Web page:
While all cabinets serve the same purpose of storage, different cabinet constructions provide an overall different look and feel. With the increasingly heightened awareness in fashion designs in the furniture market, many homeowners are looking for more refined, quality products to fit their detailed specifications, and make a fashion statement with their furniture-like kitchens and bathrooms. Since each cabinet construction has its own advantage(s), understanding the different constructions can often help in deciding the more appropriate cabinet for your home. The more commonly known types of construction would be: framed, frameless, and inset. Due to space limitations, this article will be exploring the difference between framed vs. frameless cabinetry.
Framed Cabinetry : Framed cabinetry refers to cabinetry built with a face frame. The cabinet’s carcass (the side panels of the cabinet) is attached to a solid wood frame in the front, and then the frame attaches to the door. Traditionally speaking, the American market has always preferred framed cabinetry because of its
more rigid construction. Furthermore, in the event that less than ideal situations were to arise during an installation, framed cabinetry would allow more room for correction. It also tends to be more installation-friendly for amateurs and homeowners who are do-it-yourselfers. Additionally, framed cabinetry offers a more traditional, old world, elegant look that many home owners appreciate. Particularly, the solid wood face frame receives the same high-quality finish on the door, as opposed to the edge tape on top of the front of the side panels for frameless cabinetry.
Frameless Cabinetry : As the name implies, frameless cabinetry differs from framed in that the cabinet has no face frame. It allows for full access to the interior storage space, making cleaning a much easier task to do. Frameless cabinetry, however, also comes with a certain association. In the traditional sense, the frameless cabinetry tends to be more affordable since less material is used. Today, however, frameless is usually associated with pricier European cabinetry, which typically ranges from $50,000 to $100,000 per kitchen, with three to six months lead time. The reason for the higher cost is largely due to the technologies involved in the more difficult manufacturing process for doors, as well as the almost endless amount of accessories and hardware. The amount of precision involved is very different from framed cabinetry, where doors tend to have larger gaps (smaller overlays) in between them. Frameless cabinetry has doors that almost fully cover the cabinet itself, leaving a very flushed look overall. So the elimination of the face frame works better for the contemporary styling that many younger families are looking for. It should also be pointed out that for similar quality, domestically manufactured frameless cabinetry would generally be more affordable compared to that of the European-imported lines, and the look of the European styling is not exclusive to European cabinets.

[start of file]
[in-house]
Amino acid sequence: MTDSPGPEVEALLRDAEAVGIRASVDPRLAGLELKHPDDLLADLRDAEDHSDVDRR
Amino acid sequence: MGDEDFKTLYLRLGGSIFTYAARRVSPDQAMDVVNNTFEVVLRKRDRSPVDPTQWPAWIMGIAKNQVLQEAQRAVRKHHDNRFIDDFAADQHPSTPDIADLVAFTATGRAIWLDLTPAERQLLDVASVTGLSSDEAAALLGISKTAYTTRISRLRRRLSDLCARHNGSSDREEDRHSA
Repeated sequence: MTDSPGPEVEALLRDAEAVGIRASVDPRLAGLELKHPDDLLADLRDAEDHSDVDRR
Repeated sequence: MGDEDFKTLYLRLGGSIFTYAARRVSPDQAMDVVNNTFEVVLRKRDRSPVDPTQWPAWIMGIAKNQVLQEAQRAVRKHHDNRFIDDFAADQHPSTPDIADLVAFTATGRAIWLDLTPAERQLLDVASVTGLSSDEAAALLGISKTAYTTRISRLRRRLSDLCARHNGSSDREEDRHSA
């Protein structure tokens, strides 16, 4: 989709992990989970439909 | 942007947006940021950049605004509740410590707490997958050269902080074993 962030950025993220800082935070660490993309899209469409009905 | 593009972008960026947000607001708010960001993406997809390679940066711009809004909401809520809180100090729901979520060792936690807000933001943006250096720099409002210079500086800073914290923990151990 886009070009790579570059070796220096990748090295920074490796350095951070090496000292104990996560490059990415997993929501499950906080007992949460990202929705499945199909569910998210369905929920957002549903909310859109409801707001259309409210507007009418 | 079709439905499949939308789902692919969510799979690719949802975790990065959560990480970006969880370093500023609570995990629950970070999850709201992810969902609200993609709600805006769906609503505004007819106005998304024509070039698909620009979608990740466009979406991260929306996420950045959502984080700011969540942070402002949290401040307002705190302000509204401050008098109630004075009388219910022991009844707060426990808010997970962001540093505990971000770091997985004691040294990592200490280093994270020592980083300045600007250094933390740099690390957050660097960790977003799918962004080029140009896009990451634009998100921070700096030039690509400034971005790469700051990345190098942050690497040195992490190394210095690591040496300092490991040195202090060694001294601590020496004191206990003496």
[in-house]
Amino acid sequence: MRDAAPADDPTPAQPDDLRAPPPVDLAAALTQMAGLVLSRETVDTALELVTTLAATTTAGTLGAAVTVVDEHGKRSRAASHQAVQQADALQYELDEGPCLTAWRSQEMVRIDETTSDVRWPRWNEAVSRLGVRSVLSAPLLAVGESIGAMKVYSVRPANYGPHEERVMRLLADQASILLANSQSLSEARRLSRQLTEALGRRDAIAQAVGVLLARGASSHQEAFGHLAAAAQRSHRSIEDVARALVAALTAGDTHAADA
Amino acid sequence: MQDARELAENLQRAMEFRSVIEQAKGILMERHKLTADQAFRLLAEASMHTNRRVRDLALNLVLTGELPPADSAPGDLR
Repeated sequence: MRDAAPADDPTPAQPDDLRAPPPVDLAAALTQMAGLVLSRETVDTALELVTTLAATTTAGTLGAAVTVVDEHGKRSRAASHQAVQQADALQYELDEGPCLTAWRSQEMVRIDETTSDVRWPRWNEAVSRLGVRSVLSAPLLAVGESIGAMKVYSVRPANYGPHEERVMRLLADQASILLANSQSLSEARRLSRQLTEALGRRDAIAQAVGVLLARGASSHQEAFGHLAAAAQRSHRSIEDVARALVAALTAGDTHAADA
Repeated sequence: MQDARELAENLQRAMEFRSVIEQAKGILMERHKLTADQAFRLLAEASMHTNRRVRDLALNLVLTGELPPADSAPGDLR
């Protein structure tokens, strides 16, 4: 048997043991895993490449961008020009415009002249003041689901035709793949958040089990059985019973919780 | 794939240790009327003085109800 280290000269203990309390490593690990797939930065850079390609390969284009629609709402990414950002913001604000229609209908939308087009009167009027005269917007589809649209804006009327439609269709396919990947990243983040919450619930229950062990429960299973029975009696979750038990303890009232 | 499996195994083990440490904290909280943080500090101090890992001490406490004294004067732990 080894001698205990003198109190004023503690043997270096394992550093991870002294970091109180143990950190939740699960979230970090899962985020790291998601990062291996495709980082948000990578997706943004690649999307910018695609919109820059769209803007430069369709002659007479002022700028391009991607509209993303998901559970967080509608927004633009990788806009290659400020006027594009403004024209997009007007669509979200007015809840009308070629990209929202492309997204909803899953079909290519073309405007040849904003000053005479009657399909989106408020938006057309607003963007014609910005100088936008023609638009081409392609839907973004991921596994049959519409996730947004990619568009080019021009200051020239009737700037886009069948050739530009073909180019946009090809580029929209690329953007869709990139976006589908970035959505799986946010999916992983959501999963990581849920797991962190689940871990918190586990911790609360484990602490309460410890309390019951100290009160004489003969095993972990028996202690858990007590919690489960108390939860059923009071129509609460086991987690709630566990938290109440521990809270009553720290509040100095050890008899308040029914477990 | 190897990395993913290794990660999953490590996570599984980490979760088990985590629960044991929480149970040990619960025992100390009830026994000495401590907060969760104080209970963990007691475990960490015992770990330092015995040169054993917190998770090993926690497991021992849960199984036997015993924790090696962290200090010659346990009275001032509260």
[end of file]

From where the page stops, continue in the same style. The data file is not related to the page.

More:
Whether you are into the antique looks with elegant moldings and trim pieces, or the simple straight lines of a high-gloss slab door, MTKC is able to serve your needs. MTKC offers framed, frameless, and inset cabinetry in different styling, so please visit our showroom and meet with our designers.
The above content was published in Home Digest Magazine in September 2006. For reference to the actual copy, please download this pdf file.
For other related content on how to get started on your remodel, please see How to Measure and Sketch a Floor Plan video, Typical Work Flow Procedure, and Typical Construction Schedules.